While virtually all organisms compete with members of their own species, for individuals, the degree of competitiveness can vary significantly. And competitiveness can fluctuate over time. In its evolution, it favours diversification.
In nature, however, when some organisms develop their features to become more competitive in certain ways, this ultimately holds back their capability to maximise their overall resources. They end up specialising, and spending most of their time and energy seeking higher quality resources. But if there is too much of this, it becomes like an arms race, until the cost of competitiveness becomes too high.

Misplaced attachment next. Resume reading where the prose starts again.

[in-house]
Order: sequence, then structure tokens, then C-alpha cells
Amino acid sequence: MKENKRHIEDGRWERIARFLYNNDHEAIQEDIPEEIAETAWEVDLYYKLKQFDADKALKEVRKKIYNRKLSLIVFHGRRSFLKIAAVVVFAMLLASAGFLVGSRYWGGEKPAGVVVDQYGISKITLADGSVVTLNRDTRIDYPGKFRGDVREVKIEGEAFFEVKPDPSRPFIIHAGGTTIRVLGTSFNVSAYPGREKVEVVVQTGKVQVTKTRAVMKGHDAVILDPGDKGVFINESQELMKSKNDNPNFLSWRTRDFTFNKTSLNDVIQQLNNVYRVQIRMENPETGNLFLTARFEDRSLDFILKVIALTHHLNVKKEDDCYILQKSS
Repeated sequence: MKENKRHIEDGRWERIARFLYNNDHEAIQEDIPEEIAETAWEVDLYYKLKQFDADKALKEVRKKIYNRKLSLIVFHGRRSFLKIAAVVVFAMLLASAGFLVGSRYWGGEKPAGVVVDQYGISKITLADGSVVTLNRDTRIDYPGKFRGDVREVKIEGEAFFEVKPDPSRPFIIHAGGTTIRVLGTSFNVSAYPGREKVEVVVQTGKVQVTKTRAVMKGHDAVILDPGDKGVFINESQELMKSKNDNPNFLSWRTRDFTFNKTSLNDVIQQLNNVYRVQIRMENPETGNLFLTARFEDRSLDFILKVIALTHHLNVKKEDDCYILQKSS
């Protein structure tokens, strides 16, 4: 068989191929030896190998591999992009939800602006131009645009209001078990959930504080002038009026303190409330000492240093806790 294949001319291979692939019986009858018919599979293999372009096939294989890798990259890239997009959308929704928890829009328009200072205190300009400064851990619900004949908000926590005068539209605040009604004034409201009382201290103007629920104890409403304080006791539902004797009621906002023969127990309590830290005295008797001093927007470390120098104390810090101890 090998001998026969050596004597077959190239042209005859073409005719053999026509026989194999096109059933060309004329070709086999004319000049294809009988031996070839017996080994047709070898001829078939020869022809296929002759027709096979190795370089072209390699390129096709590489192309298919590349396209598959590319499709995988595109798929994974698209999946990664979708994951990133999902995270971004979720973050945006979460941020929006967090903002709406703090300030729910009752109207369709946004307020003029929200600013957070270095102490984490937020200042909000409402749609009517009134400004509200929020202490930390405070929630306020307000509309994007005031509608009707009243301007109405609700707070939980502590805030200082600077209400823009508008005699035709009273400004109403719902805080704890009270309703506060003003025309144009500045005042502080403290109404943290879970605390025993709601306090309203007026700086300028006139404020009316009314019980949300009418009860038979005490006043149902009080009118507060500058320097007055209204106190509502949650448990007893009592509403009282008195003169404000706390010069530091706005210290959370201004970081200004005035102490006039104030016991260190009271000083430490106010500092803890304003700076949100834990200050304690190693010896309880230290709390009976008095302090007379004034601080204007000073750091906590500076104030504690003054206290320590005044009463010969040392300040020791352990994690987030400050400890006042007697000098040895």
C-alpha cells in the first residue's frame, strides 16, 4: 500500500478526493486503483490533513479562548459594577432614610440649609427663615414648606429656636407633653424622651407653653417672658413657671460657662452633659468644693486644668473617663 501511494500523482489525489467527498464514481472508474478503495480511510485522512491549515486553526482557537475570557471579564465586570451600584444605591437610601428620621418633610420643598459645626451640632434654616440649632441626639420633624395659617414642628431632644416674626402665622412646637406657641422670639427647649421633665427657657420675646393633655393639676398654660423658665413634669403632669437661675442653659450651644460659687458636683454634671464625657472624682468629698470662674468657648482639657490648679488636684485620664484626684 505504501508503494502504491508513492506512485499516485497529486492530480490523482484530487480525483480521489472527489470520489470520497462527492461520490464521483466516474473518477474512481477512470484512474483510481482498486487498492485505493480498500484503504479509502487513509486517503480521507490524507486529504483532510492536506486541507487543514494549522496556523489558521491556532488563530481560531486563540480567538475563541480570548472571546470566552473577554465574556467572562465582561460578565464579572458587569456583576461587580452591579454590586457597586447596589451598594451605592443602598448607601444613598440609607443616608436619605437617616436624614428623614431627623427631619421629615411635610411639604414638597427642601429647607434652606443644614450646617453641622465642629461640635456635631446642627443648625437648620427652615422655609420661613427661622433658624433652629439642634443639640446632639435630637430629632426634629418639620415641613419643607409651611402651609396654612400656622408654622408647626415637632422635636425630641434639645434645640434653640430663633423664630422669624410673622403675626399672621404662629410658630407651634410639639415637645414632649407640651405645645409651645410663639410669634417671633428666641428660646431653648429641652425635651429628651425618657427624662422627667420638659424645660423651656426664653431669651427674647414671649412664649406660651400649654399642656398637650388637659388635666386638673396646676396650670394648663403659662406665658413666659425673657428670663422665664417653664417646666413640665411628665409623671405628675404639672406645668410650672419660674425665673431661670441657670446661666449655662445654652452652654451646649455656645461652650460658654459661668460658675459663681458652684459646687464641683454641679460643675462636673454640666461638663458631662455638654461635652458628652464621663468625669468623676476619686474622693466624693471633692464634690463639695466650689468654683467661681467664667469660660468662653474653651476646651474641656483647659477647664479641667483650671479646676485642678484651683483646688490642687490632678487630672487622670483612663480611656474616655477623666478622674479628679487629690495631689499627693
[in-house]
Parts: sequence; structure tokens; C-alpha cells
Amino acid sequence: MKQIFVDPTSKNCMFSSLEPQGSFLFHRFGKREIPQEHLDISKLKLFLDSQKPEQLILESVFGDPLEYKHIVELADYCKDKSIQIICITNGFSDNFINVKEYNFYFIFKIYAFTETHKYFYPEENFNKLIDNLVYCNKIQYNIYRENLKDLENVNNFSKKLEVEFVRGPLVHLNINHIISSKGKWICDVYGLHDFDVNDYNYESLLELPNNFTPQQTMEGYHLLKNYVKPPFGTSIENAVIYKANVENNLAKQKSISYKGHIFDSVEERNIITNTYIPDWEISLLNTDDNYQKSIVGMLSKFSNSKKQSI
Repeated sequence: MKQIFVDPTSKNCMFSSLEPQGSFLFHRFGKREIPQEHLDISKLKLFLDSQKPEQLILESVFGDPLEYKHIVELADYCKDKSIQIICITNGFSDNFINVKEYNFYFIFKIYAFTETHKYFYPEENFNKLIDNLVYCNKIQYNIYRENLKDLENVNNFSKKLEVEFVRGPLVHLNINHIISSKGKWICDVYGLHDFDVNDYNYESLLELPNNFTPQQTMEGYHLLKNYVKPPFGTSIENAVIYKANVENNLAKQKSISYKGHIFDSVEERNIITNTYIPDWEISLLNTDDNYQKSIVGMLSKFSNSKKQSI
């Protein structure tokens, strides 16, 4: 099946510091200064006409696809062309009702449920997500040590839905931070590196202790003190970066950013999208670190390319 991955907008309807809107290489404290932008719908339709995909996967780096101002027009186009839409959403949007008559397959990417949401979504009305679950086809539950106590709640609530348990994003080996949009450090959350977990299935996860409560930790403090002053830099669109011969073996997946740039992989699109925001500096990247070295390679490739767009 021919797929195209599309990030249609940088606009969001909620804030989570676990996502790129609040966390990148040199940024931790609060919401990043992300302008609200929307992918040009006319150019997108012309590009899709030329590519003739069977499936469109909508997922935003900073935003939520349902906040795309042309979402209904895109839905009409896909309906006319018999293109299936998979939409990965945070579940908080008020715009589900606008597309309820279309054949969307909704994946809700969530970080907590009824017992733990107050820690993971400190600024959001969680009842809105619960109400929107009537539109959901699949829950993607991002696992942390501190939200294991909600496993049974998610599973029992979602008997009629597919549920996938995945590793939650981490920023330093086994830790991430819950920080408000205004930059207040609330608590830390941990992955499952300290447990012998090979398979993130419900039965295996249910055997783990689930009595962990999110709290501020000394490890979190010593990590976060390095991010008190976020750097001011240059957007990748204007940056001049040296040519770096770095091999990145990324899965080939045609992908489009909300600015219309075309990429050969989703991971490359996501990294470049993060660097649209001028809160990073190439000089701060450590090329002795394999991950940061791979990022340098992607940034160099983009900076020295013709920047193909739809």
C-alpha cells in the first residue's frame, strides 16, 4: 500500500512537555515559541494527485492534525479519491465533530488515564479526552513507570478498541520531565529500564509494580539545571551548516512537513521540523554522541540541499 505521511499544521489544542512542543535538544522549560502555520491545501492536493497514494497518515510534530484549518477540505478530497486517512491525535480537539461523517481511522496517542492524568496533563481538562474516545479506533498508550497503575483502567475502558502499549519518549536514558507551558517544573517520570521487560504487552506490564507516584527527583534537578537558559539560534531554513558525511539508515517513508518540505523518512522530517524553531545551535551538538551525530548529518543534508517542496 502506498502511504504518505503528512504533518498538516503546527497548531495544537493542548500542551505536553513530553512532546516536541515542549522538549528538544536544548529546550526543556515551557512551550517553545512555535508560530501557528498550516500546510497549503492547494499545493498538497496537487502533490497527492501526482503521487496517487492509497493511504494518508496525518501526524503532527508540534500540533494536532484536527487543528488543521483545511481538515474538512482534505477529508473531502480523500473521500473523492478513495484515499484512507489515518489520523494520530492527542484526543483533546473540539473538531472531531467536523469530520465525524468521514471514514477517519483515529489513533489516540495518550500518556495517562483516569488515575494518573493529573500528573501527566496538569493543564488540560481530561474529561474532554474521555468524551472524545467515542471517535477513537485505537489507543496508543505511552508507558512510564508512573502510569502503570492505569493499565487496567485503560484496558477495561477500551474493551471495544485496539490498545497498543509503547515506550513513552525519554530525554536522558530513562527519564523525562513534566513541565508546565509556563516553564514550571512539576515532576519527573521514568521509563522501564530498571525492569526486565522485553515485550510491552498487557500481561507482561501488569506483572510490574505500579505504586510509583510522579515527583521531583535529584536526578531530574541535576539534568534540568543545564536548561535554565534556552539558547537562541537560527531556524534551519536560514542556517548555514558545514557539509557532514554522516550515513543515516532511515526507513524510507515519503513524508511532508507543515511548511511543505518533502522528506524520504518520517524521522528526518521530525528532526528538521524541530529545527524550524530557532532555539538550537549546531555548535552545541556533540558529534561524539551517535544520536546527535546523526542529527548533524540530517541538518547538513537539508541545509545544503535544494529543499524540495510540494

In organisations and enterprises, where colleagues compete against each other for promotions, positions or sales, this too can be a drain on time and resources, which would be better spent dealing with external challenges.
And the same can apply to how different businesses compete with each other. Collaboration might not offer the same immediate rewards as competition, but it can offer other, longer-term benefits.